The Most Famous Ratio of All - Pi

Video solutions to help Grade 7 students learn how to how to develop the definition of circle using diameter and radius.

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New York State Common Core Math Grade 7, Module 3, Lesson 16

Lesson 16 Student Outcomes

• Students learn how to develop the definition of circle using diameter and radius.
• Students know that the distance around a circle is called the circumference and discover that the ratio of the circumference to the diameter of a circle is a special number called pi, written π.
• Students know the formula for the circumference C of a circle of diameter d and radius r. They use scale models to derive these formulas.
• Students use 22/7 and 3.14 as estimates for π and informally show that is slightly greater than 3.

Relevant Vocabulary

Circle: Given a point C in the plane and a number r > 0, the circle with center C and radius r is the set of all points in the plane that are distance r from the point C.

Radius of a circle: The radius is the length of any segment whose endpoints are the center of a circle and a point that lies on the circle.

Diameter of a circle: The diameter of a circle is the length of any segment that passes through the center of a circle whose endpoints lie on the circle. If r is the radius of a circle, then the diameter is 2r. The word diameter can also mean the segment itself. Context determines how the term is being used: "the diameter" usually refers to the length of the segment, while "a diameter" usually refers to a segment. Similarly, "a radius" can refer to a segment from the center of a circle to a point on the circle.

Circumference: The circumference of a circle is the distance around a circle.

Pi: The number pi, denoted by π, is the value of the ratio given by the circumference to the diameter. The most commonly used approximations for π is 3.14 or 22/7.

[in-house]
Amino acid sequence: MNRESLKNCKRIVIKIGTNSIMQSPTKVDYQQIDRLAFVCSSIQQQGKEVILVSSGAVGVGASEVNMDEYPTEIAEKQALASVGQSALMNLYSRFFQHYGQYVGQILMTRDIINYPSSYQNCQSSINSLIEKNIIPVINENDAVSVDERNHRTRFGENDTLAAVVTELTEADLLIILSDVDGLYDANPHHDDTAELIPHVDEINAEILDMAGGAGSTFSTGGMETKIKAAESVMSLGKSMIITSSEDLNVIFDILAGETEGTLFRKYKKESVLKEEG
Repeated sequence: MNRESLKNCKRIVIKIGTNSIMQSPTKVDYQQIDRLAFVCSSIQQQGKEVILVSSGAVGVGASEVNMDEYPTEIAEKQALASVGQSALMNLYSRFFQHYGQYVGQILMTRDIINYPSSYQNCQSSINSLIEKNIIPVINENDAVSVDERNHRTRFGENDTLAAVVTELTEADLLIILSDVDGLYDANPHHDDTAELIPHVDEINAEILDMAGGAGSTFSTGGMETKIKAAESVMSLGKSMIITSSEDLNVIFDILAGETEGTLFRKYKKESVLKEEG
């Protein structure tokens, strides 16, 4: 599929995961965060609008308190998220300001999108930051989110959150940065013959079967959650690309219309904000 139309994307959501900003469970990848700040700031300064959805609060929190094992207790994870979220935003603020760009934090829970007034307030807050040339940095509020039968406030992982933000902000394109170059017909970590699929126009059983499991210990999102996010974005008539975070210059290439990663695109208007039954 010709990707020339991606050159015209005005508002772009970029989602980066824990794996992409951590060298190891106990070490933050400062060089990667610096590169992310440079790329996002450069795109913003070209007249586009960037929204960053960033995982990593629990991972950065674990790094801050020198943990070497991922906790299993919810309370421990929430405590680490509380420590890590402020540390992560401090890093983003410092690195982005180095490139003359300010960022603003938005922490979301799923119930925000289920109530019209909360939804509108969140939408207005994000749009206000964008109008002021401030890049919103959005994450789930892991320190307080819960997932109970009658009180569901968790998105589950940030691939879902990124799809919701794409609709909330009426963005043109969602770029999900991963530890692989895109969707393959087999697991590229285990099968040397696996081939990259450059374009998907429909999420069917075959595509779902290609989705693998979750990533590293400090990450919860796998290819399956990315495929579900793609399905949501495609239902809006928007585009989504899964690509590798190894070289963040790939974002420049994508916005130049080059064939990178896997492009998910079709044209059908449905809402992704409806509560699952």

Semicircle: Let C be a circle with center O, and let A and B be the endpoints of a diameter. A semicircle is the set containing A, B, and all points that lie in a given half-plane determined by AB (diameter) that lie on circle C.

Lesson 16 Problem Set Classwork

Opening Exercise

a. Using a compass, draw a circle like the picture to the right.
C is the center of the circle.
The distance between C and B is the radius of the circle.
b. Write your own definition for the term circle.
c. Extend segment CB to a segment AB, where A is also a point on the circle.
The length of the segment AB is called the diameter of the circle.
d. The diameter is twice, or 2 times, as long as radius.
e. Measure the radius and diameter of each circle. The center of each circle is labeled C.
f. Draw a circle of radius 6 cm.

Example 1
The ratio of the circumference to its diameter is always the same for any circle. The value of this ratio, is called the number pi and is represented by the symbol π.
Since the circumference is a little greater than 3 times the diameter, π is a number that is a little greater than 3. State:
Use the π symbol to represent this special number. Pi is a non-terminating, non-repeating decimal and mathematicians use the symbol π or approximate representations as more convenient ways to represent pi.

Example 2
a. The following circles are not drawn to scale. Find the circumference of each circle. (Use 22/7 as an approximation for π.)
b. The radius of a paper plate is 11.7 cm. Find the circumference to the nearest tenth. (Use 3.14 as an approximation for π.)
c. The radius of a paper plate is 11.7 cm. Find the circumference to the nearest hundredth. ((Use the button on your calculator as an approximation for π.)
d. A circle has a radius of r cm and a circumference of C cm. Write a formula that expresses the value of C in terms of r and π.
e. The figure below is in the shape of a semicircle. A semicircle is an arc that is "half" of a circle. Find the perimeter of the shape. (Use 3.14 for π.)

Lesson 16 Problem Set Sample Solutions

1. Find the circumference.
a. Give an exact answer in terms of π
b. Use π = 22/7 and express your answer as a fraction in lowest terms.

3. The figure shows a circle within a square. Find the circumference of the circle. Let π ≈ 3.14.

5. Find the perimeter of the semicircle. Let π ≈ 3.14.

7. Mary and Margaret are looking at a map of a running path in a local park. Which is the shorter path from E to F: along the two semicircles or along the larger semicircle? If one path is shorter, how much shorter is it?